How to handle data breaches according to the GDPR

Under the GDPR (General Data Protection Regulation), organisations must report certain types of data breach within 72 hours of becoming aware of them.

As such, when an incident occurs, security teams must work quickly to investigate the breach, document their findings and disclose the necessary information to the ICO (Information Commissioner’s Office).

In this blog, we provide a step-by-step guide on how to handle a data breach, from detecting that something’s wrong and reporting it, to repairing the damage and getting back to business.

First, let’s explain when you are required to complete this process.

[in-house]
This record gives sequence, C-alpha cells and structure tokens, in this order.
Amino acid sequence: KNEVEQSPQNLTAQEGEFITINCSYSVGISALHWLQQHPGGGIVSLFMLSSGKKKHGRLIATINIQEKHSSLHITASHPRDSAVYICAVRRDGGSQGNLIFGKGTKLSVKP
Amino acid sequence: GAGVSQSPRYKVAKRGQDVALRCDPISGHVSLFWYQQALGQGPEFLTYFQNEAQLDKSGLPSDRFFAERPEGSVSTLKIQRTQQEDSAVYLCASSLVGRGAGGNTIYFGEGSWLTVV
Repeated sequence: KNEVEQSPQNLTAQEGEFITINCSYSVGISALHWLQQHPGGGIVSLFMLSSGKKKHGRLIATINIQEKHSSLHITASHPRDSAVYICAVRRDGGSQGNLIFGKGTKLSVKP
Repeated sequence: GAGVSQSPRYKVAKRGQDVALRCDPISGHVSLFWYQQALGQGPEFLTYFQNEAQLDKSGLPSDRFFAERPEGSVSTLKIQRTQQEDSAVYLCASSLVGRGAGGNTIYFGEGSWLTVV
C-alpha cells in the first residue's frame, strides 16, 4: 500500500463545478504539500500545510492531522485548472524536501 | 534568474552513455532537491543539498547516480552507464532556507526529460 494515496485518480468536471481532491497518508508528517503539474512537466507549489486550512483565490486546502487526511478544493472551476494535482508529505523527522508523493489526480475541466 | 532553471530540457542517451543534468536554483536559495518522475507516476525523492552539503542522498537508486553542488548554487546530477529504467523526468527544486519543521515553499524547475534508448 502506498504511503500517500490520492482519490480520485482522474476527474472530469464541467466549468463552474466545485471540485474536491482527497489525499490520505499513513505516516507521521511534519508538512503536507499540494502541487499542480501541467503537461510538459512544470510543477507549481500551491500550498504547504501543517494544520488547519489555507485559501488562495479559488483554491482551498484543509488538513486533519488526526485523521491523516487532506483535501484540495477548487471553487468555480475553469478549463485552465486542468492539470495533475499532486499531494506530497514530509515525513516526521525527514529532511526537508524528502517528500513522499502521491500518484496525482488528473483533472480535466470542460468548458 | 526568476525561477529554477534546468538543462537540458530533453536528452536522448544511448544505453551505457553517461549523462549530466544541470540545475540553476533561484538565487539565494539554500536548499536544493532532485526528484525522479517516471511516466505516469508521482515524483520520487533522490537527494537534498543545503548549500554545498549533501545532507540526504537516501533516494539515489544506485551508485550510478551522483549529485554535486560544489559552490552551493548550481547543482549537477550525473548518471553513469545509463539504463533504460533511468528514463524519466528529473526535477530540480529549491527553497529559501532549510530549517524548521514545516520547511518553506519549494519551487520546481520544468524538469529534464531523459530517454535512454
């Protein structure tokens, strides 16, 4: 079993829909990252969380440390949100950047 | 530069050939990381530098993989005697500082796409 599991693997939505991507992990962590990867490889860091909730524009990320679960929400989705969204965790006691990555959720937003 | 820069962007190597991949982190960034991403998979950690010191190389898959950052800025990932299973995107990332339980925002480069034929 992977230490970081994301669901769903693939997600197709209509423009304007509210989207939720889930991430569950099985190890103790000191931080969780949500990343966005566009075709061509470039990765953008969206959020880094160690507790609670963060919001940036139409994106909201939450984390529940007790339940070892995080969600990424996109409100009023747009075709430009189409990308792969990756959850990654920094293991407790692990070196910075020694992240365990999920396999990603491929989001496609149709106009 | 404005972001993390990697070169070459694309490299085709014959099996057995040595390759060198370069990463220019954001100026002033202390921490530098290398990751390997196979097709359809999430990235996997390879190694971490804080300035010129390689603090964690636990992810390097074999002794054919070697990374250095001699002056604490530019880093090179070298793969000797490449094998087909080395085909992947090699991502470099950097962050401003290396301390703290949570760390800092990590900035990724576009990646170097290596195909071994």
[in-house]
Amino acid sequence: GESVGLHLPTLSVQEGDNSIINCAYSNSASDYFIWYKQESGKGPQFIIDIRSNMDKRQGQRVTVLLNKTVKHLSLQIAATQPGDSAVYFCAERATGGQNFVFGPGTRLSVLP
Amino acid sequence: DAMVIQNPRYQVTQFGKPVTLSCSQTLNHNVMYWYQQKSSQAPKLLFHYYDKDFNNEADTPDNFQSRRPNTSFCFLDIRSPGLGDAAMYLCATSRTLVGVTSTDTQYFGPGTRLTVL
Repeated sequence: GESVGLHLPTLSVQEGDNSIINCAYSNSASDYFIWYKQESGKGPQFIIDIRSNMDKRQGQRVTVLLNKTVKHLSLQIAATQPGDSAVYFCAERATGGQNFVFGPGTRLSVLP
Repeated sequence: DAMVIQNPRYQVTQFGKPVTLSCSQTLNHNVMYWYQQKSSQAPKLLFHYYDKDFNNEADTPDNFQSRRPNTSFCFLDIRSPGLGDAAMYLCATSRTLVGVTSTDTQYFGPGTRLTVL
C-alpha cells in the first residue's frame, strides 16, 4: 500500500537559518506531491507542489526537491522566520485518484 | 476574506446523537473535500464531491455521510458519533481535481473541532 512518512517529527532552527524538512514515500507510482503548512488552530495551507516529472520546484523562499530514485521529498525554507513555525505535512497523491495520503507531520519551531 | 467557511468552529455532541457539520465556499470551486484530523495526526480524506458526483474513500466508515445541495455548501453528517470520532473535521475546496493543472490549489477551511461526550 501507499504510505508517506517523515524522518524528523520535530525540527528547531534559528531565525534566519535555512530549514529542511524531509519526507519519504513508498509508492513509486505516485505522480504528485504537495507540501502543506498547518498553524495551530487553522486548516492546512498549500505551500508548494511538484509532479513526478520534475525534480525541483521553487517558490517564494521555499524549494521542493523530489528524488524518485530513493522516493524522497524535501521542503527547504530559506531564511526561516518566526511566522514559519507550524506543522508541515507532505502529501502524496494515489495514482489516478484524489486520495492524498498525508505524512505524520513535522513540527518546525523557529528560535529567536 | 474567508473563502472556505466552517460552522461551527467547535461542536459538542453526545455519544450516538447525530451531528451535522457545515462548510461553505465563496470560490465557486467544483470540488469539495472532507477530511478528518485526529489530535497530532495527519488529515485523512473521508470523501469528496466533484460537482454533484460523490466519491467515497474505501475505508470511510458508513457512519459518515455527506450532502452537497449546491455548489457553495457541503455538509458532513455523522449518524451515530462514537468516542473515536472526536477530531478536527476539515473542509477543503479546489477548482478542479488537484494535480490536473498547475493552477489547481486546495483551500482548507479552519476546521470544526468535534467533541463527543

Not all data breaches must be disclosed

There is a misconception that every security incident you suffer must be disclosed. In fact, breaches only need to be reported if they pose a risk to individuals’ rights and freedoms.

This refers to the possibility of affected individuals facing economic damage (for example, fraud), social damage (such as discrimination) or reputational damage (if sensitive information, such as health records, are made available to third parties).

If you suspect that the breached information could result in one of those things, you must report it.

Of course, you won’t immediately know whether that’s the case, so you must always complete the first few steps of the process to evaluate the nature and severity of the incident.

How to respond to a data breach

Organisations need a data breach response plan to ensure that the necessary steps are completed promptly and in order.

GRCI Law’s Data Breach Survival Guide helps organisations do this, providing a comprehensive walkthrough of incident response.